Friday, December 6, 2013

The Hot Rock

It’s safe to say that the 1970s was a pretty good decade for Robert Redford with stone cold classics like The Sting (1973), Three Days of the Condor (1975), and All the President’s Men (1976). Sandwiched in-between these films is a wildly entertaining caper film called The Hot Rock (1972), an adaptation of the Donald E. Westlake novel of the same name by none other than legendary screenwriter William Goldman (Butch Cassidy and the Sundance Kid) and directed by Peter Yates (Bullitt). With this powerhouse line-up behind the camera you’d expect the film to have been a box office success, but aside from decent critical notices, it did not connect with mainstream moviegoers. Perhaps it was a matter of timing? Were people not ready to see the usually ultra-serious Redford do light comedy in 1972? And yet, a year later he scored big with The Sting, a comedic con man movie. Go figure. Of course, his co-star in that film was none other than Paul Newman, which I’m sure helped considerably at the box office. Regardless, The Hot Rock has aged quite well with its solid cast of character actors that ably support Redford and Yates’ experienced direction as he contrasts these colorful people against the gritty backdrop of New York City.

Career criminal John Dortmunder (Robert Redford) has just been released from prison. Dortmunder is met at the gates by Andy Kelp (George Segal), his locksmith brother-in-law who almost accidentally runs him over. As a result, Dortmunder responds to this greeting by socking Kelp in the jaw. Despite his half-hearted refusal to work with Kelp again, Dortmunder agrees to at least hear his latest scheme. Kelp plans to steal The Sahara Stone, a rather large diamond from the Brooklyn Museum for a Dr. Amusa (Moses Gunn) who claims that it was stolen from his country in Africa only to be re-stolen by various other nations in the continent over several generations. The fact that this gem exchanged hands so many times should have raised a red flag for Dortmunder.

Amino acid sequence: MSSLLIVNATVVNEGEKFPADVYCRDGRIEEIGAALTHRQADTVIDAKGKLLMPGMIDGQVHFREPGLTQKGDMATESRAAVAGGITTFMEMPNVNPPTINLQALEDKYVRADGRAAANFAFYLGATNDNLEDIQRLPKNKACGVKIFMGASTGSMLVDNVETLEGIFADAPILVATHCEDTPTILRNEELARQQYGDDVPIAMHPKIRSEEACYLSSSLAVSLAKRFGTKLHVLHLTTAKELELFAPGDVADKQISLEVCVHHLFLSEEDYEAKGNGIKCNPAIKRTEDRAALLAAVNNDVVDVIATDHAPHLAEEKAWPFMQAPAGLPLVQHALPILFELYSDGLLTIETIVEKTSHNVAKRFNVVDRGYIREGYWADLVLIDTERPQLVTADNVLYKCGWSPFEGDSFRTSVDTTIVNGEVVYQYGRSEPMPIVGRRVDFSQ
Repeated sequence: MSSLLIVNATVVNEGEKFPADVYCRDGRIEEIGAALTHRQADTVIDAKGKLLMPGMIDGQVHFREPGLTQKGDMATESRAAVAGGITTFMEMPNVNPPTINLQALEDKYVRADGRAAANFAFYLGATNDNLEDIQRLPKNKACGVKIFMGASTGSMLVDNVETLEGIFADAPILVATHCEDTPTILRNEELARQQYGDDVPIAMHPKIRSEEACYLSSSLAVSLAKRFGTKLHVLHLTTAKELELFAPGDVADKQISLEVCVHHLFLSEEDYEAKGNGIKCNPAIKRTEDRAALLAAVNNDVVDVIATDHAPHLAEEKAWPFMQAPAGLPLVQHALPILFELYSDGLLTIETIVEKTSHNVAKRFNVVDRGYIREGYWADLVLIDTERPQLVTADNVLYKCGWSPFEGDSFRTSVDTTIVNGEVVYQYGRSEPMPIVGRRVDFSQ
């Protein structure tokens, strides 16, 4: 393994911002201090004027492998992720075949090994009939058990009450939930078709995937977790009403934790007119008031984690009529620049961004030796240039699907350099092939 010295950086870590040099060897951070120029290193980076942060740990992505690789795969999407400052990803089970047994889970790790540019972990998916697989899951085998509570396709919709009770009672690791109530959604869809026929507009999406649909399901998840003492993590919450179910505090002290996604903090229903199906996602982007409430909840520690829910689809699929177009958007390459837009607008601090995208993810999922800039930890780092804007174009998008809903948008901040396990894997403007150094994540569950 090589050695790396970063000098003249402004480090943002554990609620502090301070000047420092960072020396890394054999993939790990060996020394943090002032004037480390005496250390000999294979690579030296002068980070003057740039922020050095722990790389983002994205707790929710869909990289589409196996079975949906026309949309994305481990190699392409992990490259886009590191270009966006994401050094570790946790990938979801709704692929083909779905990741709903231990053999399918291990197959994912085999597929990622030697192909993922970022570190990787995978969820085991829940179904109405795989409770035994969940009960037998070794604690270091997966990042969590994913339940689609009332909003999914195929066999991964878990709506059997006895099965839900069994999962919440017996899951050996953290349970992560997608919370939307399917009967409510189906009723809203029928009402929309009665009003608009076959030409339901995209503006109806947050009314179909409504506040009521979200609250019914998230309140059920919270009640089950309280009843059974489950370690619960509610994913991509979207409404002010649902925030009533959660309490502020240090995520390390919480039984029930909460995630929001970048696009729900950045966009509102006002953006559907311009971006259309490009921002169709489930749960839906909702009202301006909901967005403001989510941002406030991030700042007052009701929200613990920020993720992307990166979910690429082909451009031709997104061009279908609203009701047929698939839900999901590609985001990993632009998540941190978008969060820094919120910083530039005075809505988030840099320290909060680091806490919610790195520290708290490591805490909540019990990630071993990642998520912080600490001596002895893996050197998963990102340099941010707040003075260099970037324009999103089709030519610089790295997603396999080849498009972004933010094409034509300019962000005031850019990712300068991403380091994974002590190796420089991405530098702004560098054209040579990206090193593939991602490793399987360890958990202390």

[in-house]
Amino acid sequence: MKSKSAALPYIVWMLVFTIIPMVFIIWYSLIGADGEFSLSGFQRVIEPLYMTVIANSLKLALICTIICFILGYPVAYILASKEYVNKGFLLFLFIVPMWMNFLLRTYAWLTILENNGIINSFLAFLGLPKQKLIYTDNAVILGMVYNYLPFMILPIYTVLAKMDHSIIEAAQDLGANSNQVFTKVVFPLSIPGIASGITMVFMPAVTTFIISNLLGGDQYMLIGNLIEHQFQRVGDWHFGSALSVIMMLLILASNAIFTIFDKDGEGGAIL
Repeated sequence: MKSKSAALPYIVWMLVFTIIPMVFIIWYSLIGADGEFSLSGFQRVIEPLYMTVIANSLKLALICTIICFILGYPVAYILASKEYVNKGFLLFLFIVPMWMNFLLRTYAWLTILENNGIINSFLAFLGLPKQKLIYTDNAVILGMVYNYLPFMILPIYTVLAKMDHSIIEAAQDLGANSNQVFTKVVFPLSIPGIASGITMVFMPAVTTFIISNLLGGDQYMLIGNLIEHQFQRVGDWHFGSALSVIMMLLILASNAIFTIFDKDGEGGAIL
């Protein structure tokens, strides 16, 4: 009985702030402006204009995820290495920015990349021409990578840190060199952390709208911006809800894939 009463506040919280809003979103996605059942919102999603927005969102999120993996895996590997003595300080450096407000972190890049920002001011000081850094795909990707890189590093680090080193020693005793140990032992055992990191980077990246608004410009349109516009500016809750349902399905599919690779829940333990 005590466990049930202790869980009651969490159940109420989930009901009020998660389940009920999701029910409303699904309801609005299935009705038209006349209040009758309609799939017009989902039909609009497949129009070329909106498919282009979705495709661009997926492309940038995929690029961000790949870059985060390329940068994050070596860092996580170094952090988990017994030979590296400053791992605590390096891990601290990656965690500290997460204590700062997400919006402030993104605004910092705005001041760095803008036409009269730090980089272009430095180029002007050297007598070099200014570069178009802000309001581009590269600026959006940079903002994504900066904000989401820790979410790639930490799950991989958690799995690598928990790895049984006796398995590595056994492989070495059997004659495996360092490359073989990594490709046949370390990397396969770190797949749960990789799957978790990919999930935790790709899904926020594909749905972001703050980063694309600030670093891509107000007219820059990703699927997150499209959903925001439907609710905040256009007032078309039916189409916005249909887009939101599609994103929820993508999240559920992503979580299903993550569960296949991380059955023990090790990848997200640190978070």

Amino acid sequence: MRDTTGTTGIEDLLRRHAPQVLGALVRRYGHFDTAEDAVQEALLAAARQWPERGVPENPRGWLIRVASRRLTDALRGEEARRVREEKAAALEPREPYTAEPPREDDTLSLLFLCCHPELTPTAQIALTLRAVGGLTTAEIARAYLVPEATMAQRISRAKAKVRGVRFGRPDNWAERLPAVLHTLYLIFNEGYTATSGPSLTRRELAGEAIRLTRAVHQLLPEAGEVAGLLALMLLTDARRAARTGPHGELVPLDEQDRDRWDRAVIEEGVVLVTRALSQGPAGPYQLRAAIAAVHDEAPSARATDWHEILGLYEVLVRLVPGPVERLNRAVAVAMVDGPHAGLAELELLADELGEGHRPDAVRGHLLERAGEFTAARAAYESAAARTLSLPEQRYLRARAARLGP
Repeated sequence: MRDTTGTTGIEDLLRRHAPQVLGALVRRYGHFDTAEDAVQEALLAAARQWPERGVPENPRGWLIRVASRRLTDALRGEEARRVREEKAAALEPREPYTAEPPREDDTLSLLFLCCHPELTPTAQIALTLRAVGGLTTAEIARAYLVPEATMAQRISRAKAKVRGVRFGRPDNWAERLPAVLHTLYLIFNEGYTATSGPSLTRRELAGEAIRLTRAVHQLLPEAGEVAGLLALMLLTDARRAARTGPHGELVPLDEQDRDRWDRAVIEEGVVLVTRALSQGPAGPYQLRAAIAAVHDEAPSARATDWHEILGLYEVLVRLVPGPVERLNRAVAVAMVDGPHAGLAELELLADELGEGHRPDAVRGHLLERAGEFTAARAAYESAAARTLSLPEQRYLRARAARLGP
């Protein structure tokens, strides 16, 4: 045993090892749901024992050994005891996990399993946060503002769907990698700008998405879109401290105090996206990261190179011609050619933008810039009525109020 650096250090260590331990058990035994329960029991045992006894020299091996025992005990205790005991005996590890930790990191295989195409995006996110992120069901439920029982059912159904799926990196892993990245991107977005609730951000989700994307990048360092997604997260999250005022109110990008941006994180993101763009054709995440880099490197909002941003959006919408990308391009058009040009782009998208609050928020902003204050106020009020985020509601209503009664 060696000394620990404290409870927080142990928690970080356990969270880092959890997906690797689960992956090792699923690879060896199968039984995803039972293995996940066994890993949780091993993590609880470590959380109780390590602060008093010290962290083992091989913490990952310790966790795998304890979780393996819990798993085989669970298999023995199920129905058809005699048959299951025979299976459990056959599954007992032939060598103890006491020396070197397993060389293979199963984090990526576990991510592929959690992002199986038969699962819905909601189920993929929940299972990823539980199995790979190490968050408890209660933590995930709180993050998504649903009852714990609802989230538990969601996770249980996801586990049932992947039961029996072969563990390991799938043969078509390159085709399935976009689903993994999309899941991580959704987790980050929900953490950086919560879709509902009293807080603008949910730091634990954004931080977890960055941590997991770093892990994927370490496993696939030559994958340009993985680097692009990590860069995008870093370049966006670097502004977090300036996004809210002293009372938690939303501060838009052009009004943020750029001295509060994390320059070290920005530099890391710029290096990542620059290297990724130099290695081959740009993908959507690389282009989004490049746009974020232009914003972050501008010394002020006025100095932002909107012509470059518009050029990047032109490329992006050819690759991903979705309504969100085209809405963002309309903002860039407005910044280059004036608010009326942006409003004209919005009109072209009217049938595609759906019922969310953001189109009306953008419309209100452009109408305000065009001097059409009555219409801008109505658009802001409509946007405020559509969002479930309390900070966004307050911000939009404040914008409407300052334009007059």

However, he can’t change his criminal tendencies and love of planning jobs or resist Kelp’s persuasive nature. So, they begin assembling the team they’ll need to do the job. There’s Stan Murch (Ron Leibman), a getaway driver cum mechanic who enjoys listening to records of cars racing. He’s followed by Allan Greenberg (Paul Sand), an explosives expert who studied extensively (including the Sorbonne). Despite meticulous planning, Greenberg is caught with the diamond and so begins a cat and mouse game as Dortmunder and his crew keep on trying to steal the gem. This includes such crazy schemes like breaking Greenberg out of prison and then breaking into a police precinct jail!


Right from the get-go, Yates plays the opening prison sequence straight and no-nonsense so that it could almost be an outtake from a similar scene that begins Sam Peckinpah’s The Getaway (1972). His use of the widescreen frame is a thing of beauty, here. For example, there is a shot of Dortmunder leaving the prison and Yates captures it in a long shot so that the criminal is a tiny figure dwarfed by the massive prison, its long, horizontal slabs of white brick wall stretching the length of the frame. As he demonstrated with Bullitt (1968), Yates certainly knows how to choreograph an action sequence. With The Hot Rock, he orchestrates several exciting and tense heist sequences accompanied by a groovy jazzy score by Quincy Jones. Even though these sequences have a tense, will-they-pull-it-off vibe, Yates applies the slightest of light touches with an assist from William Goldman’s snappy dialogue. There’s also some impressive aerial photography in the last third of the film as our heroes buzz around the city in a helicopter with some lingering shots on the World Trade Center, including the south tower, which was still under construction when the film was made.